School psychologist Sheila Siegel worked behind closed doors. On the other side of the drawn blinds, students fussed with magnetic toys on a black leather sofa.
Over the past 20 years, Siegel has transformed the mental health portion of Harvard-Westlake, but she will not be returning in the fall when her post becomes a full time commitment.
“Change is good,” Siegel said. “It’s good for institutions, it’s good for the people, but it doesn’t mean it’s not hard to leave.”
Siegel looks forward to exploring new things after she retires.
“After 20 years, I don’t want to start working full time,” she said. “There are things that I want to do like art, and I may try to get another part time job but I’m very sad to leave. I’m really going to miss the interaction with the kids.”
Students like Bronty O’Leary ’13 turned to Siegel for emotional support after the death of Justin Carr ’14.
“It’s a relaxed environment. She kicks her feet up on a chair and you feel safe telling her anything. She treats you like an adult,” O’Leary ’13 said.
“We help kids when they break up with their boyfriends or girlfriends but there’s a gamut from everyday kind of problems to huge problems: child abuse, cutting or people feeling suicidal,” Siegel said.
After her twin sons graduated in 1992 and after giving up on private practice, Siegel conducted a survey of students at Harvard-Westlake to enlighten her about adolescents.
“There were things that I didn’t know as a parent,” she said.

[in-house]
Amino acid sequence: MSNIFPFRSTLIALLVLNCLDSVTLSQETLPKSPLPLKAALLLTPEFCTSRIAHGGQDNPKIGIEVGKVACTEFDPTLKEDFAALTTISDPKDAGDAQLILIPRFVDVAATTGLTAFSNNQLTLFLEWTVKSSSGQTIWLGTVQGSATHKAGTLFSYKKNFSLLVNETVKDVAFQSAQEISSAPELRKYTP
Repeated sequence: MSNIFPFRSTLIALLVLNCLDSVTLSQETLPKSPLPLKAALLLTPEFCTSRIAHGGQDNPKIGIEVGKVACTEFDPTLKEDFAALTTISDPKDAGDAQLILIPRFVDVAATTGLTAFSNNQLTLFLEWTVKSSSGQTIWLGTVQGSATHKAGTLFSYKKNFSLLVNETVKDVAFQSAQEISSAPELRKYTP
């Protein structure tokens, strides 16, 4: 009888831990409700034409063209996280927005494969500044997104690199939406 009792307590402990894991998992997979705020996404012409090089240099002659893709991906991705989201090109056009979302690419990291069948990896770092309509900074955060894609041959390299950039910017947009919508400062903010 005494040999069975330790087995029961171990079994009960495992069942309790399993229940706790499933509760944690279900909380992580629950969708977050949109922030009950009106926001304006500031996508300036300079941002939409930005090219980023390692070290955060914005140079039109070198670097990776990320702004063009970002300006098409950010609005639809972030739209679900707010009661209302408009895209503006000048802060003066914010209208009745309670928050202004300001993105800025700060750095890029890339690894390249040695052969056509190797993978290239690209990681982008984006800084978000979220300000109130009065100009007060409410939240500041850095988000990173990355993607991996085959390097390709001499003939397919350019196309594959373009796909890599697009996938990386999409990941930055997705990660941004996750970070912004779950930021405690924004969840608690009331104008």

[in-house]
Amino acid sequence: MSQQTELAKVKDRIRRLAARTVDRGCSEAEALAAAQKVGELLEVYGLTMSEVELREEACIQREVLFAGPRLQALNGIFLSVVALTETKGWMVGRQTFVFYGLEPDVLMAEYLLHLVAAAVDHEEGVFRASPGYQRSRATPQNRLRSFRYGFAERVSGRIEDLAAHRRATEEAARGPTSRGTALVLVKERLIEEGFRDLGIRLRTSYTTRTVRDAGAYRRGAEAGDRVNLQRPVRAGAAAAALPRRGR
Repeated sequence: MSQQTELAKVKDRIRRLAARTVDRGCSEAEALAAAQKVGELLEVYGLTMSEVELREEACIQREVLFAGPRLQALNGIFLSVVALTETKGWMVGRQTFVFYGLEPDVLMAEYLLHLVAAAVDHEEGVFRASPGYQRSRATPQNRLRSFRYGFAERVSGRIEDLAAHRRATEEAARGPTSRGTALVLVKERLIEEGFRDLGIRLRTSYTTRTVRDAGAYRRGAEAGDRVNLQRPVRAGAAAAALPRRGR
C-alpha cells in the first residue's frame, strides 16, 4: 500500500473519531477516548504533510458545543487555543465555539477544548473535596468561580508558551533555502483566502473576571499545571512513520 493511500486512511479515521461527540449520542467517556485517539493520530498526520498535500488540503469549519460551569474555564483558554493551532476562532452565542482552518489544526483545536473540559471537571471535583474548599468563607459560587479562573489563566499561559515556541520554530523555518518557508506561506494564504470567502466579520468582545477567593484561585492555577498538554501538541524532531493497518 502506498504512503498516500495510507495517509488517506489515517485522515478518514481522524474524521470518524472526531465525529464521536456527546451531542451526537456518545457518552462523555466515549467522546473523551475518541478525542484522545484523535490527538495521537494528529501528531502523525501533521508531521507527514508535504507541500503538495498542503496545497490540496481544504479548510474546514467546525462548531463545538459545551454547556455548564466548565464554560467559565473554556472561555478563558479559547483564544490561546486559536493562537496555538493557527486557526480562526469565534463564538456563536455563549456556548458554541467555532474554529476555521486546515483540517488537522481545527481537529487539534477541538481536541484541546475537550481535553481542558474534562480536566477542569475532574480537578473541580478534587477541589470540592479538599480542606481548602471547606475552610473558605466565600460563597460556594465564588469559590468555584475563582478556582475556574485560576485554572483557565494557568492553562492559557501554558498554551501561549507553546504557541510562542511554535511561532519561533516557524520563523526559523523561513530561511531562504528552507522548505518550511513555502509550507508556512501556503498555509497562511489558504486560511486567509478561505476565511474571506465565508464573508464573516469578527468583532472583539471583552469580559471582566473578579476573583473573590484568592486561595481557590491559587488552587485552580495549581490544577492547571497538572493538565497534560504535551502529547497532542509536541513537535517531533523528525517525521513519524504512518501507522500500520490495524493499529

President Thomas Hudnut hired her soon after to work one day a week, which soon became three days going back and forth between the upper and middle school campuses.
“There were emotional issues and things happening,” she said. “There was this feeling that students needed professional support. I think what I brought was the awareness that there was a process.”
Siegel almost left the school entirely to pursue glass blowing, but Hudnut convinced her to scale back to one day a week while attending art school. Therapy took time and glass blowing provided immediate satisfaction, she said. The art was demanding, but, Siegel returned to three days a week.
Siegel dealt with each problem uniquely, she said.
“It’s so variable,” she said. “No situation is ever the same. There are things we are very careful to do but we can’t predict who absolutely will act on their feelings.”
Sometimes, parents ignore their children’s problems and refuse to seek professional help so Siegel stepped in as a therapist on a regular basis though she usually referred students and faculty to outside psychologists.
“Our job is not to do ongoing counseling but there are many cases when we do,” she said. “Some schools will sweep problems under the rug but our goal is to help the kid so they can stay here.”
The Peer Support program grew from 50 students to around 300 under Siegel.
“She gives you so many stories about her life and it not only makes you able to relate to her more but also feel more comfortable because she trusts you as a leader,” Peer Support Coordinator Laurel Aberle ’13 said.
The counseling team has expanded since Siegel’s arrival to Luba Bek, Michelle Bracken, Father J. Young and Middle School Psychologist Susan Ko.
“We have a really good, cutting edge way of approaching students about their problems,” Siegel said.
“That’s not our reputation in the community but in fact, it’s sort of the big secret,” she said. “Our concern is the mental health and well being of the student even before education. And we have created psychological services that focus first on emotional health then on intellectual abilities. I think we do a really good job of that. I don’t think things are really going to change.”